Does income, preference, or belief heterogeneity matter for asset pricing? Starting with an irrelevance theorem due to Grossman and Shiller, this survey presents a unified view of the research that has studied the connection between heterogeneity and asset prices.
These are the slides from my presentation at the NFA. The audience was assistant professors and the goal was to document some recent trends in finance academia. These slides are based on Web of Knowledge data, combined with additional information from the websites of more than one thousand academic CVs over the last forty years. The slides document a declining impact of publications in recent years, especially for more recent researcher cohorts.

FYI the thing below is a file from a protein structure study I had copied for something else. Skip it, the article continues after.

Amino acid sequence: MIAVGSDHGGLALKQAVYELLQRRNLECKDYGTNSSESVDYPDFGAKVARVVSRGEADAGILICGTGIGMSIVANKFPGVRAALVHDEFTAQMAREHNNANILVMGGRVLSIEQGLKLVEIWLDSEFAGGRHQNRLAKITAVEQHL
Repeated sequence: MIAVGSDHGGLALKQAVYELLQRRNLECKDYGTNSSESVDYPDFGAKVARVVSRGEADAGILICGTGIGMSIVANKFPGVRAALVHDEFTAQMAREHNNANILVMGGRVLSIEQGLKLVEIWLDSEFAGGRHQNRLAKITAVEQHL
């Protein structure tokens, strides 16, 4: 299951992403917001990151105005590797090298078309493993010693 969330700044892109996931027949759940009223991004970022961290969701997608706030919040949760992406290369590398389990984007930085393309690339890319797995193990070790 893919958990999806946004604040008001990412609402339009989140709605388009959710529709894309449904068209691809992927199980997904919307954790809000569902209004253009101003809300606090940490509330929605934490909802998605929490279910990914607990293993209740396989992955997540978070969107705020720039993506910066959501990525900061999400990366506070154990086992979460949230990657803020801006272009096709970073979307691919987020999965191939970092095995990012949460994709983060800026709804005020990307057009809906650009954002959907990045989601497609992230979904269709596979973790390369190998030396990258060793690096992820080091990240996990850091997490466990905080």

Why did interest rates start declining in the mid-eighties, while aggregate growth started declining fifteen years later? Understanding the different income and consumption profiles of different generations may hold the answer to these questions.
How does disruption affect the required discount rates across broad asset classes (private equity, venture capital, real estate, conventional equities, fixed income)? What are the portfolio implications of disruption from the perspective of an investor?
Does increased volatility lead to increased retained earnings? How do financing constraints impact investment decisions of firms? This paper provides new insights into these questions.
In regressions of the investment-capital ratio on average q and cash flow, the coefficient on average q doesn't isolate the impact of profitability and the coefficient on cash flow doesn't isolate the impact of financial constraints.